As consumers, we love a personalised service. A coffee made just for us, with our name written on the cup. The clothing sales assistant who leads you directly to the new collection they know you’ll adore.
Being treated as the individuals we are makes us feel really good inside. Turns out, this culture of personalisation is also beginning to take off in business. And companies are looking at ways they can engage new and existing employees with positive personalised experiences. It’s not so much the coffee, or the piece of clothing that matters. It’s the gesture.
It’s no secret that employee engagement is critical to a business’s bottom line. Employees who feel supported and emotionally fulfilled are more productive. Our relationships with our colleagues play a huge role in how we feel about our work.
“From the moment you begin the onboarding process, it’s really important to consider how business decisions impact an individual. How can you make it feel exciting, straightforward, and aligned with your brand values? You don’t need hundreds of policies. Just start with the core ones, and build them up as you grow.”
What works for every individual can differ enormously. Not to mention, every workplace will have its own limitations – taking your office team for coffee might be easy, but what about manual roles and shift workers?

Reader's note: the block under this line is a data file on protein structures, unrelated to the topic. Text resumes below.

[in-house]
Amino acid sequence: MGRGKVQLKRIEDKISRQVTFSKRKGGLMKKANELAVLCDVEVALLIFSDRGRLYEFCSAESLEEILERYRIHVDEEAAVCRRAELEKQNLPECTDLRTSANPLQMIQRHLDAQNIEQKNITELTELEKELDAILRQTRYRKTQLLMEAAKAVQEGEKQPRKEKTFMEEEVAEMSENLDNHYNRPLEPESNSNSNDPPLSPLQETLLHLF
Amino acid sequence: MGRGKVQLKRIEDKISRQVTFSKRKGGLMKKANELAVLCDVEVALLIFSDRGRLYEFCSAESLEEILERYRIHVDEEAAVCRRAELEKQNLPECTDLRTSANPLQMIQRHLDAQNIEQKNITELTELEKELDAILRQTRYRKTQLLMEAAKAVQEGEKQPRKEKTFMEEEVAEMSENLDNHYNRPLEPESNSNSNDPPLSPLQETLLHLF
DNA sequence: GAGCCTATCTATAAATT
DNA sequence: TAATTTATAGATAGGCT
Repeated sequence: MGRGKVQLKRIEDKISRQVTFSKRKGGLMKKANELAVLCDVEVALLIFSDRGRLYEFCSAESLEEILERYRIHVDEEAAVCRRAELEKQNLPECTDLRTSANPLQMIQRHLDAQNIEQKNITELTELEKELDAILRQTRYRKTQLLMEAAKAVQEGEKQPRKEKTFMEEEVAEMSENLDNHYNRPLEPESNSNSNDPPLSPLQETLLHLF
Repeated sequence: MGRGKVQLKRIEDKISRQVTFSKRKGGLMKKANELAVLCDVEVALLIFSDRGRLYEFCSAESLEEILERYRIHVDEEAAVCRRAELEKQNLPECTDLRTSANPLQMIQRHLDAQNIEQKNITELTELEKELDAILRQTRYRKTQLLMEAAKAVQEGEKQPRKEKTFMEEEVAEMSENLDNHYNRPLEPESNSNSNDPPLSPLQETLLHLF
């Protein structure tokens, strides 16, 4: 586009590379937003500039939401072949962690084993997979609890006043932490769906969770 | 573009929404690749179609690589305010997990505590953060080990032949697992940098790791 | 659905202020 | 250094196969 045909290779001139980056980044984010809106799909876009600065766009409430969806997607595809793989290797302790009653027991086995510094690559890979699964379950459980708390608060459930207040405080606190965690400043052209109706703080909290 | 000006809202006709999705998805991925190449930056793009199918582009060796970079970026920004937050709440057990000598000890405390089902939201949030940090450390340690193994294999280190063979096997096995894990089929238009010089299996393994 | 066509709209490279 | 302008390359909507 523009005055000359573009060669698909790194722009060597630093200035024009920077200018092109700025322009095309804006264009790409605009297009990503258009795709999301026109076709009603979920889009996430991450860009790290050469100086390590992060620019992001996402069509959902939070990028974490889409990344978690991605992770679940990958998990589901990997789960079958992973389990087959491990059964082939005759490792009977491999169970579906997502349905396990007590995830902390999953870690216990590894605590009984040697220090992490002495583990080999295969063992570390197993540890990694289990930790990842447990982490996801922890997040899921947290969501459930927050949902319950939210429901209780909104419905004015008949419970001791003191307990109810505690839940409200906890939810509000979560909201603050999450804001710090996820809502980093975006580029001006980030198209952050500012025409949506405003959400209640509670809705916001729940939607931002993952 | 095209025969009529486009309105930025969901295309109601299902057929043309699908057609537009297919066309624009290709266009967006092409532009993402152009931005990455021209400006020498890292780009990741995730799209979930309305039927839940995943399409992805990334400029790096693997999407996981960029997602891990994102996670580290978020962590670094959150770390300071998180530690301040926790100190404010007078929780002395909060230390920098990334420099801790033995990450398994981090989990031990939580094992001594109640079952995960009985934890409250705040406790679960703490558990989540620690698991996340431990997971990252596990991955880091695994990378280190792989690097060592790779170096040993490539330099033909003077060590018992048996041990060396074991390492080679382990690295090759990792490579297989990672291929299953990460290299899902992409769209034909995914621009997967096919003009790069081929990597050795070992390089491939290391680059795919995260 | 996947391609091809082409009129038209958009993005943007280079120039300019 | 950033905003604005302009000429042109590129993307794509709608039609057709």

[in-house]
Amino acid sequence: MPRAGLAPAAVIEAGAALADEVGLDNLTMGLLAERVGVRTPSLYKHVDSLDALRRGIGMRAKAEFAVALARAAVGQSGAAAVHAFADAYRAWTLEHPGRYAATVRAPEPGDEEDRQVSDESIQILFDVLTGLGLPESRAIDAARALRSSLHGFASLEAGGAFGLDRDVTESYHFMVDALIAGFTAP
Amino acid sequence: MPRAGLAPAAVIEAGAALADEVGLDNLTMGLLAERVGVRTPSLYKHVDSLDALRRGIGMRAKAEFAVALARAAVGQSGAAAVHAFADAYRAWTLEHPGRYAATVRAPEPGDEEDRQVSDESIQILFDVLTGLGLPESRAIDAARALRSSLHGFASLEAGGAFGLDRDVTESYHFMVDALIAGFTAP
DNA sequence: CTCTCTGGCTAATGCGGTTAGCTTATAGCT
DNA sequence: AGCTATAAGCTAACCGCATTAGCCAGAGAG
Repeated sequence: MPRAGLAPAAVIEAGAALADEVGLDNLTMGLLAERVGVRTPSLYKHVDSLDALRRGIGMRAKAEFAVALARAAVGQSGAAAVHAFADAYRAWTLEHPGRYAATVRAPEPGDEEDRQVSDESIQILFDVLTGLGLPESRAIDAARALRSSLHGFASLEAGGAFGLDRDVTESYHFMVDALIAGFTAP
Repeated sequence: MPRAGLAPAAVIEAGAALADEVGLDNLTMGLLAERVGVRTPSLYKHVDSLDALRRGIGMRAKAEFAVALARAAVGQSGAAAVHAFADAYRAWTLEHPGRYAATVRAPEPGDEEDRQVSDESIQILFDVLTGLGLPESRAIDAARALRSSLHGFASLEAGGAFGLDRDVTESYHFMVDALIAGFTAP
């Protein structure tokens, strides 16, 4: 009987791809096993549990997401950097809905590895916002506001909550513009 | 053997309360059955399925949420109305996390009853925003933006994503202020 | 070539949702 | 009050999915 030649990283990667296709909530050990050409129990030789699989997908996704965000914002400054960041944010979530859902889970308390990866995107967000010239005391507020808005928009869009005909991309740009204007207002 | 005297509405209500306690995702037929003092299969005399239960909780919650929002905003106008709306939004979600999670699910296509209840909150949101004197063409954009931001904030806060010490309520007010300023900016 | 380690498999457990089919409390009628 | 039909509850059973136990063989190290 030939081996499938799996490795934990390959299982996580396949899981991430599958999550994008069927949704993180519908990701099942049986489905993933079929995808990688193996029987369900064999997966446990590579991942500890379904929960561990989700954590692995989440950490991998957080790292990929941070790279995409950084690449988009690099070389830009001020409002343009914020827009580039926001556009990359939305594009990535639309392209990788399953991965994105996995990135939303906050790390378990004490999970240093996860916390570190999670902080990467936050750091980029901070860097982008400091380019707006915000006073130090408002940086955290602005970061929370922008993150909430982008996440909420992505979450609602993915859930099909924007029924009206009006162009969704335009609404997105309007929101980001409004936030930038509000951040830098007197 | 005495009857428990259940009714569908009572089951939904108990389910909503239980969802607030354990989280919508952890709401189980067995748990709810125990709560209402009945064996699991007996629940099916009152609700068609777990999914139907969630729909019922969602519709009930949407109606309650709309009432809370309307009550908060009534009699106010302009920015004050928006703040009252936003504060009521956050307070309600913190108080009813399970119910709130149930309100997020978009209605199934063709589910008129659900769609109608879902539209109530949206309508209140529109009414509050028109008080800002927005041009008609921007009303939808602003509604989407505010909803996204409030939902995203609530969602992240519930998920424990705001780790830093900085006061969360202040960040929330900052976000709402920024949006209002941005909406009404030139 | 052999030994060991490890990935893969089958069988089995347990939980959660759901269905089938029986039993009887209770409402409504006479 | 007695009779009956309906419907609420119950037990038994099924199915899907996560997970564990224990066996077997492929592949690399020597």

Consider the facilities your teams use day-in, and day-out. According to Debbie, it’s the little adjustments that can make the most difference. “For starters, do they have secure lockers and mess-room facilities? Is there a kettle, space to prepare food, decent seating areas? Does your team know who their line manager is, and have regular access to them?”
Management must make the effort to get to know their employees as individuals.“Build a relationship with your employees. Learn about the things they enjoy outside of the office,” Debbie advised. “Because the next time you speak with them, you can ask about their marathon, or how their child is getting on with exams. People remember the little things.”
More than just a policy
During the pandemic we saw a dramatic shift to remote working. Some individuals rushed back to the workplace with open arms, while others preferred to embrace a hybrid model of working. For many, the entirety of the pandemic was spent working as usual (with a few additional safety measures in place).
According to Debbie, this makes it more critical than ever for businesses to establish solid working relationships with their people, regardless of where they’re working or what they’re doing.
There’s a difference between introducing a new policy, and weaving it into the fabric of the business. The way we work has changed forever, and businesses need HR frameworks that are future proofed. Most importantly, they need to take action on them.